No Valid Driver’s License Charge in Florida
Under Florida State law, “No Valid Driver’s License” is a criminal charge that is based upon a person operating a motor vehicle on a public highway without being licensed by an appropriate State or government authority. The penalties for this offense may include jail and, more often than not, the creation of a permanent criminal record.
Section 322.03-1 of the Florida Statutes defines the charge of “No Valid Driver’s License” as a criminal act for a person driving any “motor vehicle” on a State highway unless that person has a valid driver’s license issued by an appropriate State or government authority.
“Driving” is defined as a person operating said vehicle or being in physical control of that vehicle. A “motor vehicle” is defined as any vehicle which is self-propelled but not any vehicle moved solely by human power, such as a motorized wheelchair or motorized bicycle. A “Street” or “highway” simply means the entire width between the boundary lines of every way or place which is open to the public.
What is a “Driver’s License?”
A valid driver’s license is defined as a certificate that, subject to all other requirements of law, authorizes a person to drive a motor vehicle and denotes an operator’s license. An “operator’s license” is a license issued by a State authorizing an individual to operate a motor vehicle on public streets, roads, or highways. Thus the requirement said driver’s license be issued by a State or government authority.
Under Florida State law, a charge of “No Valid Driver’s License” is classified as a second-degree misdemeanor and carries with it penalties of up to 60 days in jail as well as a $500 fine. Although the majority of these cases will not result in a jail sentence, the principal consequence of a “No Valid Driver’s License” conviction is that it will create a permanent criminal record which can have wide-ranging negative implications for you socially and economically.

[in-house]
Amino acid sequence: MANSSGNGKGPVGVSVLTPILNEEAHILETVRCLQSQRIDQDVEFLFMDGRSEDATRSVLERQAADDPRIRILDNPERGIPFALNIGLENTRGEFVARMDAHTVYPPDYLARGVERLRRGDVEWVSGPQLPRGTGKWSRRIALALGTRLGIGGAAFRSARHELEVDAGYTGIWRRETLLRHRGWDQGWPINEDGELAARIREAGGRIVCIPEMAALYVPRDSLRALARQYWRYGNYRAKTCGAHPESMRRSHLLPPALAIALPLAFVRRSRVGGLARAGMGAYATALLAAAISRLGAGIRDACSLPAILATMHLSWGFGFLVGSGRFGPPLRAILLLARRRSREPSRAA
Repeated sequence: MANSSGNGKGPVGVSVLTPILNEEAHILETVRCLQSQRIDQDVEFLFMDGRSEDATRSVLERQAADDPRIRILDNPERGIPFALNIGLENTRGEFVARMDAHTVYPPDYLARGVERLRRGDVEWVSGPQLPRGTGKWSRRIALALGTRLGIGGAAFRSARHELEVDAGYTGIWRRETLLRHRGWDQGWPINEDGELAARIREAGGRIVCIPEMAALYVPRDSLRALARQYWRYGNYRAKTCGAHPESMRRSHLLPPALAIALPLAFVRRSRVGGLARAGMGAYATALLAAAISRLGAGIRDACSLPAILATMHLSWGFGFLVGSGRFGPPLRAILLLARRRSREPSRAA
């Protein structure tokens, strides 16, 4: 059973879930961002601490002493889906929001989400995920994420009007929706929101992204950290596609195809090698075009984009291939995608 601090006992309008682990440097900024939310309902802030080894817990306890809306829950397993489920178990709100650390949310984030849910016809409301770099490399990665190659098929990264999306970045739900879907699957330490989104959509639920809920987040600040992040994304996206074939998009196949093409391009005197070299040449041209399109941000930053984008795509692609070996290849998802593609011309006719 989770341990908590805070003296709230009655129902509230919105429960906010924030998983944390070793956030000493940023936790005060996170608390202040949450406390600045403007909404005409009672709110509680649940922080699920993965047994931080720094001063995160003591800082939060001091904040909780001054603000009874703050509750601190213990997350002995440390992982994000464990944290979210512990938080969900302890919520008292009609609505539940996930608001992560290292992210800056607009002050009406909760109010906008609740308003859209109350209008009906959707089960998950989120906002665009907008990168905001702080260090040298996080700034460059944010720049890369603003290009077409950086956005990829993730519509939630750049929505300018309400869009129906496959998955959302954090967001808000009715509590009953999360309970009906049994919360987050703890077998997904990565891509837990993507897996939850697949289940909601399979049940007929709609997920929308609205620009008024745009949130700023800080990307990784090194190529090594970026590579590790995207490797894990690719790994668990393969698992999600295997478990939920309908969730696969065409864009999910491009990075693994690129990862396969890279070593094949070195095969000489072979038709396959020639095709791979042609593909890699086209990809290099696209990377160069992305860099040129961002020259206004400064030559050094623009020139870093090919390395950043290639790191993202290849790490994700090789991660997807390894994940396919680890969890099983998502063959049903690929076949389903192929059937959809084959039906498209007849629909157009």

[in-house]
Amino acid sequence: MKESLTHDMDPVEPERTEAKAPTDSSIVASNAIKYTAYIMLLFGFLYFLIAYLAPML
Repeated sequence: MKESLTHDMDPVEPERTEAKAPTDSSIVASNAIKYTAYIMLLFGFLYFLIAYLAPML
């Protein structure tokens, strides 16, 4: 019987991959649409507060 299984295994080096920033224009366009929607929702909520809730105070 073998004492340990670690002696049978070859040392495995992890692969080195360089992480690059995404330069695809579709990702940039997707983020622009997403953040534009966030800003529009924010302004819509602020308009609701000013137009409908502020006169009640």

What is the Difference Between “No Valid Driver’s License” and a Suspended License?
A “No Valid Driver’s License” charge differs from a charge of “Driving with a Suspended or Revoked License” in terms of the elements of the offense and the consequences of the offense. To prove a “No Valid Driver’s License” charge, the State, simply, must prove that the defendant was driving and there was no valid license issued, which is often proved or disproved through a Department of Motor Vehicles (DMV) record. This charge, furthermore, does not count towards classifying an individual as a “Habitual Traffic Offender” which can result in losing a driver’s license if sufficient convictions are accumulated over a five year period.
There are several possible defenses that can be used to combat a charge of “No Valid Driver’s License” including, but not limited to:
- Presented with an unlawful traffic stop;
- Having a valid driver’s license;
- Possessing a foreign driver’s license;
- Defendant not driving on a “street,” “highway,” or other place open to the general public;
- Lack of evidence that the defendant did not have a license issued by another State or government authority.
Why You Should Contact an Attorney
There are many nuances of a potential case of “No Valid Driver’s License” to consider before moving forward. My experience as an Assistant State Attorney has exposed me to numerous types of these cases and their commonality lies in their differences. Given the numerous defenses available to contest these charges, an attorney is a vital asset for avoiding a conviction.
If you have question about your “No Valid Driver’s License” case please call my office at 407-415-9626 or email me at Jeremiah@JeremiahDAllen.com.